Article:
*** The swing-vote coalition: Obama's overall approval rating in the poll is 51%, a two-point drop since last month and a 10-point decline since April. Obama continues to fare well with the coalition that propelled him to the White House -- among blacks, Hispanics, 18-29 year olds, urban residents, and those with post-graduate degrees. But according to our NBC co-pollsters, the president isn't performing as well with key swing-voter groups -- independents (46%-42% approve/disapprove), seniors (47%-45%), and suburban women. And seniors and suburban women are the primary users of the health-care system; they know the intricacies of the insurance industry more so than most folks, and so losing them may be DIRECTLY related to health care right now. One other thing worth pointing out: While the approval of Obama's handling of health care is at 41%, the public doesn't seem to trust the Republican Party at all on the issue; just 21% approve of the GOP's handling of health care.

*** Obama's and Biden's day: At 4:30 pm ET today, President Obama will deliver remarks from the White House honoring 2008 Sprint Cup champion Jimmie Johnson. An hour later, the president will host a conference with faith leaders to discuss health reform. Also today, Vice President Biden and Education Secretary Arnie Duncan head to the battleground state of Florida to argue how the stimulus has benefited the state (the administration says that 26,000 education jobs in Florida have been saved, and that the state has received $3.1 billion in stimulus funds for education and $8.3 billion in overall stimulus funds).

*** Obama's Thursday: Obama also will have an interesting Thursday. The White House tells First Read that the president tomorrow will be a guest on conservative talk-radio host Michael Smerconish's program, and they'll discuss health-care reform. Smerconish will broadcast his program from Diplomatic Room at the White House, and it will be the first radio show to be broadcast from the White House since Obama took office. Also on Thursday, Obama will participate in a strategy session -- by phone and online -- on health care with supporters from his Organizing for America list.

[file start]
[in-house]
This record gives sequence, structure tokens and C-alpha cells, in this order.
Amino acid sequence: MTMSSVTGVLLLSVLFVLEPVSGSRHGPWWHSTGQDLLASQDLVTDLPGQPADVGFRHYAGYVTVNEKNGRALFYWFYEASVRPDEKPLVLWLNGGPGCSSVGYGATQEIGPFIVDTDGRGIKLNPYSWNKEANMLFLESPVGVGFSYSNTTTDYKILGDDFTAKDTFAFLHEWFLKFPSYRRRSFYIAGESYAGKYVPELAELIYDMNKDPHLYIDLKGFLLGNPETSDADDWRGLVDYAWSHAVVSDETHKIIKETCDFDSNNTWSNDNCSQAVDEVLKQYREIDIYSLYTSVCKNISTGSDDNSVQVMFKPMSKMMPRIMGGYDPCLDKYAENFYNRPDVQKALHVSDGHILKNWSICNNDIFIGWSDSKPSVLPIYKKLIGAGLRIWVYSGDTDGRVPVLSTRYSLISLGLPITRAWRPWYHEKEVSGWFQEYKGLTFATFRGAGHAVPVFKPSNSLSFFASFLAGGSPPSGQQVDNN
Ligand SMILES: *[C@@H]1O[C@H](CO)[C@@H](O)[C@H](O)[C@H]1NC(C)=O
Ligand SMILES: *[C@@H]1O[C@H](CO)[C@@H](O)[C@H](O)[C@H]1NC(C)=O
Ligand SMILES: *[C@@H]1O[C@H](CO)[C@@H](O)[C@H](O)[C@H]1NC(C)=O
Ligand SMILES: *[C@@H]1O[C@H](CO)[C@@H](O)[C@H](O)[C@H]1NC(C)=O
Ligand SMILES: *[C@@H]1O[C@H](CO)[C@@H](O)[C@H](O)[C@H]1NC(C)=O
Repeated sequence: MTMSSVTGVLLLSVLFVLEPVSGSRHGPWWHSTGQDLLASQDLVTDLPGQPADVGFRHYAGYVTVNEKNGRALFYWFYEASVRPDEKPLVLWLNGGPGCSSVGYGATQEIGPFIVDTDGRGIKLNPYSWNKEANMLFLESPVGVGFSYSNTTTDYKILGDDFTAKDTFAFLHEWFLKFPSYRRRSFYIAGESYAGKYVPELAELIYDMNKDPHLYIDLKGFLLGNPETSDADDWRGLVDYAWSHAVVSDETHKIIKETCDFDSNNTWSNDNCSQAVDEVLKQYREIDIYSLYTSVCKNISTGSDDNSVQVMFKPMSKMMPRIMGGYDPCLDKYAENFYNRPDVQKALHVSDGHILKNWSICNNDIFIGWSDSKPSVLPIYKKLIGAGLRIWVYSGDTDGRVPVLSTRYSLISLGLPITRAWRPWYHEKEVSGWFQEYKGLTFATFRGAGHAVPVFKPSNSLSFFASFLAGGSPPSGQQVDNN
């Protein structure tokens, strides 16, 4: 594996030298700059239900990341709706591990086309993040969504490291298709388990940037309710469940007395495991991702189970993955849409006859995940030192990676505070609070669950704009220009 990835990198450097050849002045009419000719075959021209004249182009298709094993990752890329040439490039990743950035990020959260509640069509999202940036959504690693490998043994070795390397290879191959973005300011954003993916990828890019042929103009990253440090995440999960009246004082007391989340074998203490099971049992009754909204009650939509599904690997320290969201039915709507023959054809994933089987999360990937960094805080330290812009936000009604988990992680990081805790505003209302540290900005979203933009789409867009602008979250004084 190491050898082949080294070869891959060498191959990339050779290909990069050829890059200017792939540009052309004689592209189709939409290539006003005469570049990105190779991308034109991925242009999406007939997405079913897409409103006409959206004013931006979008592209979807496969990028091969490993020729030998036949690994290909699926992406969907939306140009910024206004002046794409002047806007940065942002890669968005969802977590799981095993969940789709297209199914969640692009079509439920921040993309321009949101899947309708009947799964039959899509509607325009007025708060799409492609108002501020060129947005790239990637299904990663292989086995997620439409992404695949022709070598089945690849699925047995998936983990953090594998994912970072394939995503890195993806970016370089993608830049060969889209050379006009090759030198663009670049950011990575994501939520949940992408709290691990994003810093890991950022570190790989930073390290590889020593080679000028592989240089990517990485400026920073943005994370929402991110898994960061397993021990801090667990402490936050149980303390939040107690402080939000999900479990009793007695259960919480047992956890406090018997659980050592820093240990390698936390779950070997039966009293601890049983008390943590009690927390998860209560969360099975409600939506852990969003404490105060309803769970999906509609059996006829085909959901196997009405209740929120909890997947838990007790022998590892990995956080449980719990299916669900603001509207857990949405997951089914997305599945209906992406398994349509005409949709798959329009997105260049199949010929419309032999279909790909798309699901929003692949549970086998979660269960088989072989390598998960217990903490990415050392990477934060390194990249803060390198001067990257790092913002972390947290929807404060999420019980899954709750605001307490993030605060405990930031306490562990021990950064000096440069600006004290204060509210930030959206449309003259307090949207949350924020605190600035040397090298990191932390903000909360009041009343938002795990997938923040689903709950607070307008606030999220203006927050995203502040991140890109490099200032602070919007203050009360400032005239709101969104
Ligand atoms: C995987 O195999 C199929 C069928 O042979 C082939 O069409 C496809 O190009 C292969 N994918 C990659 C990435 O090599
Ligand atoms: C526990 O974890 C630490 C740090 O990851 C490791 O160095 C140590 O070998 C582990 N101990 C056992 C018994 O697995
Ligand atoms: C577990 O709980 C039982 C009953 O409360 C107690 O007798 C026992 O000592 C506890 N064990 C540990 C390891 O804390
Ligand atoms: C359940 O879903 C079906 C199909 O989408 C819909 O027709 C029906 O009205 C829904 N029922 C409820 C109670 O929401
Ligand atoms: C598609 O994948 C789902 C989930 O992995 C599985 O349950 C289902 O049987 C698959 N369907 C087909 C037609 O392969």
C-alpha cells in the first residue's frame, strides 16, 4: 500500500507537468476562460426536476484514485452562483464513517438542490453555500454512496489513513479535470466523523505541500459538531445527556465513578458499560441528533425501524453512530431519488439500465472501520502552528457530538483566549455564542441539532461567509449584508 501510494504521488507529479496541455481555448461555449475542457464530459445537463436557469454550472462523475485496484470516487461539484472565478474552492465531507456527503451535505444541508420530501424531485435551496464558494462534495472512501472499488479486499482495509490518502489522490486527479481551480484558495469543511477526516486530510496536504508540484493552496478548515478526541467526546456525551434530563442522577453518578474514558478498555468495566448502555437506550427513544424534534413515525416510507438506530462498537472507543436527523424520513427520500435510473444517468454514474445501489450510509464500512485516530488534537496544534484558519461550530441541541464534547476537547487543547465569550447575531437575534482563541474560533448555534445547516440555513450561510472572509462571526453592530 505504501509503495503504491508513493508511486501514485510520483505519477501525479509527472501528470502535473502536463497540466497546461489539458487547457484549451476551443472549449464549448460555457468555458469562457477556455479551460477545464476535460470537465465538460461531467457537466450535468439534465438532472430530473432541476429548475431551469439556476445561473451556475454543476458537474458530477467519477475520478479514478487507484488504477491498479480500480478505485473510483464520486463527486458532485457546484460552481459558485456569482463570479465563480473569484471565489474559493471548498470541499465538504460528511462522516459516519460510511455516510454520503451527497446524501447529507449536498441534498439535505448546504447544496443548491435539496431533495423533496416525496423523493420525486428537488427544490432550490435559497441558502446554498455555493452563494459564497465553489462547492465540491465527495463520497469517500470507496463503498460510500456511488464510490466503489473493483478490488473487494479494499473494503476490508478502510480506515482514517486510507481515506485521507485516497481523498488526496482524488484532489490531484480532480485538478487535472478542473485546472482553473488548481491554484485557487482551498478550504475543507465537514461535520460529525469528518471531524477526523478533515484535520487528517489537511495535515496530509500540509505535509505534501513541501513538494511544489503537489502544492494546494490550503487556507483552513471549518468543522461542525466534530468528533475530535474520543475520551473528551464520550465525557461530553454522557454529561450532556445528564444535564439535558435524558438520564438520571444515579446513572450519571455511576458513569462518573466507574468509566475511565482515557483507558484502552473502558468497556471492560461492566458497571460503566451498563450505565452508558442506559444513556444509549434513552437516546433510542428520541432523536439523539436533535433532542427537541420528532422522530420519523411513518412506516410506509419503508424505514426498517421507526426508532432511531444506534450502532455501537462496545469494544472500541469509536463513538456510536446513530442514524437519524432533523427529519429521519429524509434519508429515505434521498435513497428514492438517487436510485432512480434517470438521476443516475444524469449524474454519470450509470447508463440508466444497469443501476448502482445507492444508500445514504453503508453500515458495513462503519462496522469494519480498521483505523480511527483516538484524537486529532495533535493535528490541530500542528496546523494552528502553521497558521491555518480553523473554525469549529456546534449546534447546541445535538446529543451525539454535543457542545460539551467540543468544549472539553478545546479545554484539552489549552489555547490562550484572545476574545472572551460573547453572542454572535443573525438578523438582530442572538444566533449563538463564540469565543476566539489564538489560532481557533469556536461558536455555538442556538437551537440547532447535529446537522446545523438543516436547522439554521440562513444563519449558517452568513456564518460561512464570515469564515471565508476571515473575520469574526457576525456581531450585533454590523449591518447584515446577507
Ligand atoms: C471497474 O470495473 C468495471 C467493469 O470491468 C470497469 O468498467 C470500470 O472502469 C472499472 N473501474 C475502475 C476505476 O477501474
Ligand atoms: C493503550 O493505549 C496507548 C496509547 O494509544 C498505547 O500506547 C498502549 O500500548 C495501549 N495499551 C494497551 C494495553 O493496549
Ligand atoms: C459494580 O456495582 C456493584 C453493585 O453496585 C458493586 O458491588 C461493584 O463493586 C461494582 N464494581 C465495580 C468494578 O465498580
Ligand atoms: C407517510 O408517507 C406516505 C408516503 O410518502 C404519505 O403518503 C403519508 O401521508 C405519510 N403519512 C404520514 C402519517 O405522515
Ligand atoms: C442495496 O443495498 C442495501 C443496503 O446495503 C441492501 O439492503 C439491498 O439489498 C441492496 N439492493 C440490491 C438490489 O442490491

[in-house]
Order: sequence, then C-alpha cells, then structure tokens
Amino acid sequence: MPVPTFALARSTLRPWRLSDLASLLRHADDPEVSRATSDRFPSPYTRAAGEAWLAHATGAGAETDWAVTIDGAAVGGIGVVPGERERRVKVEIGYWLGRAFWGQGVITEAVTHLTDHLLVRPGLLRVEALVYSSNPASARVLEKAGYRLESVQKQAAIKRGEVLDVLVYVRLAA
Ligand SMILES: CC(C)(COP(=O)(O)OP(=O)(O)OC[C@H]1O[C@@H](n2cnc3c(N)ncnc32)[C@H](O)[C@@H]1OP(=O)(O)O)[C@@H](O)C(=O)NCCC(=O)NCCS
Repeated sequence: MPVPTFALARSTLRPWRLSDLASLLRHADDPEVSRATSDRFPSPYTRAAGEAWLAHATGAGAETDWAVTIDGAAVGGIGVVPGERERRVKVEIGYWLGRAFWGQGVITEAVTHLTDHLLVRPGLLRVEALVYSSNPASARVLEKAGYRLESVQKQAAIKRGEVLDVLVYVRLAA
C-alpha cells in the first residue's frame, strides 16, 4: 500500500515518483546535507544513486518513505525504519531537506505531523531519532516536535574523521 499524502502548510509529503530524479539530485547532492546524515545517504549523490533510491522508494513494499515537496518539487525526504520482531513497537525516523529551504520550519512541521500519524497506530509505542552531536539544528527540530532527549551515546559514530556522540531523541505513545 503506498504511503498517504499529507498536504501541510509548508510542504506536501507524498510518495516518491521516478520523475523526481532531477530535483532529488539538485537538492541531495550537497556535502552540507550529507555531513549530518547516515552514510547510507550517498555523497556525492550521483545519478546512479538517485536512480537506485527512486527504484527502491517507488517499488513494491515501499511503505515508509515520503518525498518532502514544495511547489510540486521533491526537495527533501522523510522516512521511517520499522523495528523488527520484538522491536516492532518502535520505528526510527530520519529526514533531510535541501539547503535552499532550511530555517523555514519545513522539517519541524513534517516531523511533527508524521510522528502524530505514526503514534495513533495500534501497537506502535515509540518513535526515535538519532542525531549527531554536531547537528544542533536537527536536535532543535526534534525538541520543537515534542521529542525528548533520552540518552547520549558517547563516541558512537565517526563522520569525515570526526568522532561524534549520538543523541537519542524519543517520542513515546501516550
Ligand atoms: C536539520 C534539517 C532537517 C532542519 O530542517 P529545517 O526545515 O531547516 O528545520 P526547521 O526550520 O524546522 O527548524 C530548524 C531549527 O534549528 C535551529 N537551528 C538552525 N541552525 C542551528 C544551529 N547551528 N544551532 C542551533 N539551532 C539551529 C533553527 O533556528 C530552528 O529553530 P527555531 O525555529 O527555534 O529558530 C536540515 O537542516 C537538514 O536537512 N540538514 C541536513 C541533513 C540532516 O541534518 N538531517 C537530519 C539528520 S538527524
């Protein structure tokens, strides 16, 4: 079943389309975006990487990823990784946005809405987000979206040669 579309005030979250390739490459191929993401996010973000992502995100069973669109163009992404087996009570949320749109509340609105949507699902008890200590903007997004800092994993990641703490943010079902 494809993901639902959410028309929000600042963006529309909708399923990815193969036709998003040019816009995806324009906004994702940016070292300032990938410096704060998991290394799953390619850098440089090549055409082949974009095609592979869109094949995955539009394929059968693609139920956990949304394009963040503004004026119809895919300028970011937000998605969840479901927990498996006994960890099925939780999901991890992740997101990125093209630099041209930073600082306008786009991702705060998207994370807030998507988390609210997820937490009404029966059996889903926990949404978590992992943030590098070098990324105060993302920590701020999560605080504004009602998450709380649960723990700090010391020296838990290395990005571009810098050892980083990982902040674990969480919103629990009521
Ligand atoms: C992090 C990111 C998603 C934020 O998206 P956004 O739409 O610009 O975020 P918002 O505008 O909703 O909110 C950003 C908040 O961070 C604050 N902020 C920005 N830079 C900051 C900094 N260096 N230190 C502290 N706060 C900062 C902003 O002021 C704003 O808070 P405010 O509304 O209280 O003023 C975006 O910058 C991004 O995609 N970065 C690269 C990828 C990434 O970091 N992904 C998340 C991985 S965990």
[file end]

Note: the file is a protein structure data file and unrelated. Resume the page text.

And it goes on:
*** A thaw in the freeze? NBC's Andrea Mitchell reports that two North Korean diplomats will be meeting in Santa Fe, NM for the next two days with Gov. Bill Richardson. This is their first trip since 2007, when they helped arrange Richardson's trip to Pyongyang to recover the remains of U.S. soldiers. Mitchell adds that all this activity is the first sign of a real opening after a year of escalating tension, including North Korea's nuclear tests and missile firings. Also, The meeting with Richardson comes only one day after Bill Clinton and President Obama met at the White House to discuss Clinton's recent trip to Pyongyang, when he brought back journalists Laura Ling and Euna Lee.

*** Bob Novak: The most immediate legacy of longtime columnist/reporter Bob Novak is the Valerie Plame incident. That's too bad. Novak was a trailblazer; he was among the first class of print reporters who made the jump to TV pundit/analyst. Novak opened the door for a lot of folks to walk through over the last 40 years. He was a columnist with a point of view, who grounded his writings with reporting. Too many ideological columnists these days simply spout off. Novak certainly could spout off on the capital-gains tax or the U.S. policy toward Israel, but he spent as much time actually reporting, actually working sources, actually trying to uncover a great political nugget or two. Was there anything more fun to read, as a political junkie, than his Saturday notebook column in the Chicago Sun-Times? Here's hoping some ideological bloggers/columnists out there today truly look at Novak's work in its entirety and learn from his ethic -- which was that you can have more success getting a point of view across if you actually do your homework and do real reporting. And then there were his vests... Nobody could pull off the three-piece suit like Bob Novak (or those red sweater vests at Christmas). RIP.

Countdown to Election Day 2009: 76 days
Countdown to Election Day 2010: 440 days